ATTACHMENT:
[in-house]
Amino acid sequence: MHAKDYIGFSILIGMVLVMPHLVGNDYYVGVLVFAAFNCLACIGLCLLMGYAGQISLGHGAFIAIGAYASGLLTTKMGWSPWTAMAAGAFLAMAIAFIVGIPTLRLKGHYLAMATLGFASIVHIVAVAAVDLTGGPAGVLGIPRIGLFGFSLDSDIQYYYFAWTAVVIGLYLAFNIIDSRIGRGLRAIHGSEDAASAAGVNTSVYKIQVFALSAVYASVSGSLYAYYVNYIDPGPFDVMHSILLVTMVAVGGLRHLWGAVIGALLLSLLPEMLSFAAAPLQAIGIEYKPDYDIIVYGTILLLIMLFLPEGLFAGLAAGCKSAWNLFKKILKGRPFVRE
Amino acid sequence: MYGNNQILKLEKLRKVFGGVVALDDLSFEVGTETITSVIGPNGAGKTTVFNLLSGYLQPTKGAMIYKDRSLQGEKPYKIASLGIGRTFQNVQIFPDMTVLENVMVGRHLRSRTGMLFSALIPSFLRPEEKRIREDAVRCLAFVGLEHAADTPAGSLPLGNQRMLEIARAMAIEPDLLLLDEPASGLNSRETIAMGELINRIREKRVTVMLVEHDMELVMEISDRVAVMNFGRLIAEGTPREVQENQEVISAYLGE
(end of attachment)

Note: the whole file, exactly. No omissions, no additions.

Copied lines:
[in-house]
Amino acid sequence: MHAKDYIGFSILIGMVLVMPHLVGNDYYVGVLVFAAFNCLACIGLCLLMGYAGQISLGHGAFIAIGAYASGLLTTKMGWSPWTAMAAGAFLAMAIAFIVGIPTLRLKGHYLAMATLGFASIVHIVAVAAVDLTGGPAGVLGIPRIGLFGFSLDSDIQYYYFAWTAVVIGLYLAFNIIDSRIGRGLRAIHGSEDAASAAGVNTSVYKIQVFALSAVYASVSGSLYAYYVNYIDPGPFDVMHSILLVTMVAVGGLRHLWGAVIGALLLSLLPEMLSFAAAPLQAIGIEYKPDYDIIVYGTILLLIMLFLPEGLFAGLAAGCKSAWNLFKKILKGRPFVRE
Amino acid sequence: MYGNNQILKLEKLRKVFGGVVALDDLSFEVGTETITSVIGPNGAGKTTVFNLLSGYLQPTKGAMIYKDRSLQGEKPYKIASLGIGRTFQNVQIFPDMTVLENVMVGRHLRSRTGMLFSALIPSFLRPEEKRIREDAVRCLAFVGLEHAADTPAGSLPLGNQRMLEIARAMAIEPDLLLLDEPASGLNSRETIAMGELINRIREKRVTVMLVEHDMELVMEISDRVAVMNFGRLIAEGTPREVQENQEVISAYLGE